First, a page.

Nova Scotia

Nearly half of Nova Scotia's ER patients don't have actual emergencies

About half of Nova Scotians who went to an emergency department in 2015-2016 didn't have a true emergency, but showed up for a variety of reasons.

Doctor shortages, patient judgment calls and hospital size factor into numbers

A sign with the word "emergency" written on it
There are a variety of reasons why almost half the people who visited Nova Scotia emergency departments in 2015-16 didn't have actual emergencies. (CBC)

Almost half of the people who showed up at emergency departments across the province in the past year didn't actually have a medical emergency, according to the Nova Scotia Health Authority.

Data tracked by the health authority about the seriousness of patients' conditions show that many people are using emergency departments for conditions that are not emergencies and could be addressed by a family doctor or another primary care provider.

Seven out of the 10 highest rates of non-emergency patients come from hospitals in the eastern zone of the health authority. That zone includes Cape Breton, where there is a chronic doctor shortage.

Multiple explanations

But that doesn't tell the full story of the numbers.

Anyone who arrives at an emergency department is triaged first, where they are assigned a ranking from one to five based on the seriousness of their condition. Level 1 — or resuscitation conditions — is the most serious while Level 5 — or non-urgent conditions — is the least serious.

In 2015-2016, 48 per cent of the almost 550,000 people who went to an emergency department were classified as Level 4 or Level 5.

The top 10 hospitals with the highest rate of non-emergency patients ranged from 75 per cent to 82 per cent.

Beverly Greene, senior director of the emergency program of care for the provincial health authority, said the numbers reflect that sometimes, in some communities, there is no access to evening or weekend primary care.

The 10 hospitals with the highest percentage of non-emergent patients in 2015-2016 are Eastern Memorial, Guysborough Memorial, New Waterford Consolidated, Inverness, Lillian Fraser, Digby General, Sacred Heart, North Cumberland, Victoria County and St. Mary's Memorial.

In other cases, however, small community hospitals will sometimes have doctors who see patients while they're already at the hospital working a shift. One site, for example, sees patients from 8 a.m. to 10 a.m. in the emergency department.

When it comes to people's awareness of what's an emergency and what isn't, Greene said most people are pretty good at determining what makes sense for them. It's not as though people want to spend the day hanging out in an emergency department, she said.

"They go there because, in their frame of reference, that seems to be the most reasonable place to go."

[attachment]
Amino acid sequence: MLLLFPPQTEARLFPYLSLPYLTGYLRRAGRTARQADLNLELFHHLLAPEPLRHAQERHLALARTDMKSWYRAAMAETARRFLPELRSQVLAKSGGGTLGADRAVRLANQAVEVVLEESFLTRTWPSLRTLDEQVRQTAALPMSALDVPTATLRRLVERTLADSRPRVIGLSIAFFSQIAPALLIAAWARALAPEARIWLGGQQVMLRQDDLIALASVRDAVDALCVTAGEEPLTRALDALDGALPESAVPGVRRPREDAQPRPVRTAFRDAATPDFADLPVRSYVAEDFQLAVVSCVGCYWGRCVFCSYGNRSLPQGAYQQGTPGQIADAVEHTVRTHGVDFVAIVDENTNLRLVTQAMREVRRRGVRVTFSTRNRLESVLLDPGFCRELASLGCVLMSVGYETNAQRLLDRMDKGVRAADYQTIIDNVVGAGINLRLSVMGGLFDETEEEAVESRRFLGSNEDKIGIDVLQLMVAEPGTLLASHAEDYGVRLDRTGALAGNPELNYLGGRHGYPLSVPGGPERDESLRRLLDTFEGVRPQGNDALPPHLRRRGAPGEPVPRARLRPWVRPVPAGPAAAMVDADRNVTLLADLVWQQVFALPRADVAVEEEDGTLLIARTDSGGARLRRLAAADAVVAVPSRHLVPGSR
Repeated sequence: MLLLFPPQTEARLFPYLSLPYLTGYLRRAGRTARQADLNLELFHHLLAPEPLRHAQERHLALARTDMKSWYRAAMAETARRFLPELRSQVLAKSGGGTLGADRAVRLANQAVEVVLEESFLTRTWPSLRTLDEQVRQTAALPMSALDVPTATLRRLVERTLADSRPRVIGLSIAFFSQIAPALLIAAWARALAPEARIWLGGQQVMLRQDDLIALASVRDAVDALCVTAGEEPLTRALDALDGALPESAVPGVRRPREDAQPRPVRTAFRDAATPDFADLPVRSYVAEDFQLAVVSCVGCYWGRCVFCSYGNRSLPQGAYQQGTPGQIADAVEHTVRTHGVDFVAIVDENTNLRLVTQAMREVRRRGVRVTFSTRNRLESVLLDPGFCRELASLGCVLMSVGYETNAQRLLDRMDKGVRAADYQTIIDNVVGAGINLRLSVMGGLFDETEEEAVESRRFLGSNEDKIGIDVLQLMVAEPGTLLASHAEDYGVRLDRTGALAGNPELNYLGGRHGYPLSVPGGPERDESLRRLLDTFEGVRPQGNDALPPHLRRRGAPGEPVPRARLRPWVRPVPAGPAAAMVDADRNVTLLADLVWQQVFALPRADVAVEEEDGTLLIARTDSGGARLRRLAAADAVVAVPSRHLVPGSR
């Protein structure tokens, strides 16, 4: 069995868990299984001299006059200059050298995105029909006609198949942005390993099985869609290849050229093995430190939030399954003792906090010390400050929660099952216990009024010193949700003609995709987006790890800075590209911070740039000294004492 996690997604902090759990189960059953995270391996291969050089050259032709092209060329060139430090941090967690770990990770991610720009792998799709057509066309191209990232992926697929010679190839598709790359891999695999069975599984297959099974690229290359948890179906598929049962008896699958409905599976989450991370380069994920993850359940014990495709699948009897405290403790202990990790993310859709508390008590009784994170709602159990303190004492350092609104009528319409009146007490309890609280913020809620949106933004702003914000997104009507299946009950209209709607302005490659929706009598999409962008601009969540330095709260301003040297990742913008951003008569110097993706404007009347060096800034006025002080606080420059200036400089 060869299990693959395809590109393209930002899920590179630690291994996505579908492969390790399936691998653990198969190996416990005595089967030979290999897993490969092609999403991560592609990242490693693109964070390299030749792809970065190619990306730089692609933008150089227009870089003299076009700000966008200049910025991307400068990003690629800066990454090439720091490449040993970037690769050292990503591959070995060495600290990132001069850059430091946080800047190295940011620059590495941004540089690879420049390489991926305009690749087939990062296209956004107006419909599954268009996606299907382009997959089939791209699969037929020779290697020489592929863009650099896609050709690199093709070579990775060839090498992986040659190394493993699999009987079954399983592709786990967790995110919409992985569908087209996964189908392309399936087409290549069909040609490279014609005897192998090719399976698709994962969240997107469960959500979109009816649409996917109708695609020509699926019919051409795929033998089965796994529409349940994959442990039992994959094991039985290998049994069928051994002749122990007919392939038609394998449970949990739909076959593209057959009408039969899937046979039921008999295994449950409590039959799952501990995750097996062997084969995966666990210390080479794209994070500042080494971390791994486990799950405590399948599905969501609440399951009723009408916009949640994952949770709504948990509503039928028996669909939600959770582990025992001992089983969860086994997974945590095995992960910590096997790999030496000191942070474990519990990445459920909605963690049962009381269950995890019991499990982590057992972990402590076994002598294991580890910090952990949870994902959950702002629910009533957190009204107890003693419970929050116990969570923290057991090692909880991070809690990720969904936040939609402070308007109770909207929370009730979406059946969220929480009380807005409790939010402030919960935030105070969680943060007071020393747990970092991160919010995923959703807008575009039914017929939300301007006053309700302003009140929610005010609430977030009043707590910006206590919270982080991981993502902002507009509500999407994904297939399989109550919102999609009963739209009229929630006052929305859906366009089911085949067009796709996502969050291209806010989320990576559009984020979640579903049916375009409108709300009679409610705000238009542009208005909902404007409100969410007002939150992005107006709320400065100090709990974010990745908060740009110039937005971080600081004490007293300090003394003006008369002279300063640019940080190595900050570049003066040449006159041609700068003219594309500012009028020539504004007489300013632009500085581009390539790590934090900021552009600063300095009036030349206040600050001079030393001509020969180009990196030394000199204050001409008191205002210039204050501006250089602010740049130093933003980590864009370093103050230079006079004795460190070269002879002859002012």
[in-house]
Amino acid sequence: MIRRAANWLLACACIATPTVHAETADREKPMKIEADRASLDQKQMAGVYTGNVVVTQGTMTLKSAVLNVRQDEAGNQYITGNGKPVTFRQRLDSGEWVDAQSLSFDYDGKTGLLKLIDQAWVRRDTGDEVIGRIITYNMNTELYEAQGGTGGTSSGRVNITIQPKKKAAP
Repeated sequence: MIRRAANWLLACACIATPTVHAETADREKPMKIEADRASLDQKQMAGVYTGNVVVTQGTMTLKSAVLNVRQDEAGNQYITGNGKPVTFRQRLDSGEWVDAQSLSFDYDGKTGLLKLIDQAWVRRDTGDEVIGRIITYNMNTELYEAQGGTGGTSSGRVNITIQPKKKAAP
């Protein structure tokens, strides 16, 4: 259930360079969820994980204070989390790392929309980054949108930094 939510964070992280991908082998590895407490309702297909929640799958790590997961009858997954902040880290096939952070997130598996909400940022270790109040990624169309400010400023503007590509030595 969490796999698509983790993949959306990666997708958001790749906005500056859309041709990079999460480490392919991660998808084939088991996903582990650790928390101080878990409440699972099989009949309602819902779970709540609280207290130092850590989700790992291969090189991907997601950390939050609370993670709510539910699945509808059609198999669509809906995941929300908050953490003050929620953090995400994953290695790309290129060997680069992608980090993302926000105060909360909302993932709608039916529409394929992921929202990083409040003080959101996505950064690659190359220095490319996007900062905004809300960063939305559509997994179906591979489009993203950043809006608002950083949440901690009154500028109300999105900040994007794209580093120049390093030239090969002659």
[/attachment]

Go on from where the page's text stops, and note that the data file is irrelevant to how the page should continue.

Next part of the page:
Sometimes, however, patients don't have another option.

'You have no choice'

Jan Pulfrey and her husband have lived in Jordan Falls, just outside Shelburne, for nine years. For the first seven years they didn't have a family doctor; it's only been in the last two years they've had access to a nurse practitioner.

That lack of access to primary care meant sometimes, something as simple as needing antibiotics required a trip to the emergency department. Long waits were inevitable because they weren't urgent cases, said Pulfrey.

"You have no choice," she said. "If you don't have a doctor at all, the only thing you can do is go and sit in the ER and just wait until they can see you."

The 10 hospitals with the lowest percentage of non-emergent patients in 2015-2016 are the QEII, Dartmouth General, Cape Breton Regional, Colchester East Hants, Annapolis Community, South Shore Regional, St. Martha's, Aberdeen, Glace Bay Health Centre and Cobequid. (CBC News Graphics)

Those long waits are especially frustrating when it's obvious that the issue isn't an emergency, said Pulfrey.

"You feel like a time waster," she said. "[But] for those people that don't have anywhere to go to, that is what you have to do."

The former NDP government opened collaborative emergency centres around the province in places that faced chronic emergency department closures and, in some cases, where there were also doctor shortages.

Trying a new approach

The result has been better access in most cases. Greene said the CECs, in concert with collaborative practices, are helping to increase people's access to primary care. The health authority has signalled a plan to move toward more collaborative practices, with one announced on Friday for Sydney.

And although collaborative practices are generally associated with primary health care, Greene said there is the ability to deal with people who would come to the emergency department as a Level 4 or 5.

While a glance at the numbers might suggest emergency departments are filled with people who don't need to be there, Greene said sometimes it makes sense for people with less-pressing issues to bypass the doctor's office.

Not always inappropriate

It is generally more direct, for example, for a patient to go to the emergency department for an X-ray or stitches.

"It isn't always inappropriate to go to an emergency department for [non-emergent conditions]," said Greene.

Pulfrey knows how challenging the situation is; she doesn't pretend to have the answers and she believes health officials are working as hard as they can to solve the problem.

But in the meantime, problems facing the health system have the potential to exacerbate other issues such as rural out-migration. Pulfrey and her husband are contemplating moving in the coming years to ensure they are somewhere with access to regular medical care as they get older.

With files from the CBC's Jack Julian